I have always considered America to be something great on this good earth. Where the rest of the world lived by the grace of kings, we lived by virtue of our own efforts. When others were ruled by despots, radicals, and the shifting powers of wars, we held firm trusting that our ability to govern ourselves was the answer. We demanded nothing but the rights of life, liberty, and property and a government composed of our own citizens who would not only protect our rights from foreign and domestic threats, but would also respect those rights itself and not threaten them. But our social contract isn't what it used to be. We'll give up some liberty if it means some personal security. We'll give up some property, especially someone else's, if it means we can get something else in return for little effort. We have sacrificed so many others in our society for our own gain and in the name of justice and generosity, never realizing that we were really sacrificing ourselves. We've given up our obligations but expect to keep our rights. We've given up the rights that make us citizens so that we can enjoy the pleasures that make us hedonists.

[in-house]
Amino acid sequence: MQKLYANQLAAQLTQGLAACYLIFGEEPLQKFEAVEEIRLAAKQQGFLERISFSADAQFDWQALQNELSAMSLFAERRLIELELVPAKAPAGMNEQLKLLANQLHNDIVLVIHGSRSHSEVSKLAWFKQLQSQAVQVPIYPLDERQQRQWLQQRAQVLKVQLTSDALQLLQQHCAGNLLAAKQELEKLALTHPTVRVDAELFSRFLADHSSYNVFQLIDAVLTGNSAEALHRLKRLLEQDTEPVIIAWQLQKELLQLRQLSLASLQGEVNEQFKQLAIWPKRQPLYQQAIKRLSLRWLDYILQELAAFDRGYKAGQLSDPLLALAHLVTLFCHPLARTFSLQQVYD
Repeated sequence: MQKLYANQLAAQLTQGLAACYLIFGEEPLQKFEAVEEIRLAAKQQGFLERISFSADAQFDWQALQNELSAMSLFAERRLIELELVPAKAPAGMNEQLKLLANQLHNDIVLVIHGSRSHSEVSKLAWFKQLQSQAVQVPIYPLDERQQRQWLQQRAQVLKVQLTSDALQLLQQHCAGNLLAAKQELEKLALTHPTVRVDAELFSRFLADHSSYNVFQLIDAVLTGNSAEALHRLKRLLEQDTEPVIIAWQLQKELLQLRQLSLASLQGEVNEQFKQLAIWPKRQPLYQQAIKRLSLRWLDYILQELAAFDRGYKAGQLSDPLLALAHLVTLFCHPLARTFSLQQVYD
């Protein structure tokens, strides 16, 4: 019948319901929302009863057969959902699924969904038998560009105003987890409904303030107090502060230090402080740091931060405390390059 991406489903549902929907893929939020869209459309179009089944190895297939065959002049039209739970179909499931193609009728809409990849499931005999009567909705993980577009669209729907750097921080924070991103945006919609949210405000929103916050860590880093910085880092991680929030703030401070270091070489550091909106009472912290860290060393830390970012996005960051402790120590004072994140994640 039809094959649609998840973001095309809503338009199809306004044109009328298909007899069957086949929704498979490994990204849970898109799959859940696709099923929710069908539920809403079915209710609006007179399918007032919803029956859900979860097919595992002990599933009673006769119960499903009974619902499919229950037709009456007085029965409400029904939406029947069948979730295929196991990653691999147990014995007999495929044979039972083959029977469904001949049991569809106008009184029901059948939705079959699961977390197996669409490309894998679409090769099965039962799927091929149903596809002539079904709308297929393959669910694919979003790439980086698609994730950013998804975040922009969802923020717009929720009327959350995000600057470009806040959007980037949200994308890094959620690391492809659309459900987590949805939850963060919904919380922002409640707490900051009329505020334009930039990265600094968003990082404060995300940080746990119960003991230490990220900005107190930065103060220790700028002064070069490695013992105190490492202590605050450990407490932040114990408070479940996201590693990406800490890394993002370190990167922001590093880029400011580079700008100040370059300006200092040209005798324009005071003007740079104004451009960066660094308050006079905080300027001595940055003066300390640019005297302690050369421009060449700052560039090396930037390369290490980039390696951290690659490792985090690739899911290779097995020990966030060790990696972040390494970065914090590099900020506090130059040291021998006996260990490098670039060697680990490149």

America is not perfect and has never been perfect. But in a world of deep darkness and oppression, by God, our light, no matter how dim or imperfect it's been at times, was a blinding beacon on a hill, beckoning others to us and to like us. Our light is now dimming more than ever and we threaten to pitch ourselves into the same darkness the rest of the world inhabits. We will no longer be exceptional and we will no longer be able to help others or ourselves. The beacon, the great hope for humanity and the great pro-human force for the past 220 years will be snuffed – not by anybody else. No external power could ever have defeated us. Instead we will die the only way we could have – we will have killed ourselves.
Our decline will be slow, but it will be certain. Those other nations across the Atlantic that so many of our citizens envied will go down with us, and they'll realize the hyperpower they so long criticized, looked down on, and which they celebrated the more it became like them, was the only thing that made their arrogance possible. With no military to protect it, a hampered economy, and a lack of innovation, they'll have no one to be parasitic upon. They'll also realize that in America's defeat, they are now subject to the whims of an increasingly despotic Russia, an expansionary China, and aggressive foreign immigration. They survived in the valley by basking on our light, but they will no longer have it.
So where goes our good republic? I honestly don't know, but with fiscal time bombs, unsustainable entitlements and ever more people wanting something for nothing, it doesn't look good. But I'd like to talk about somebody else.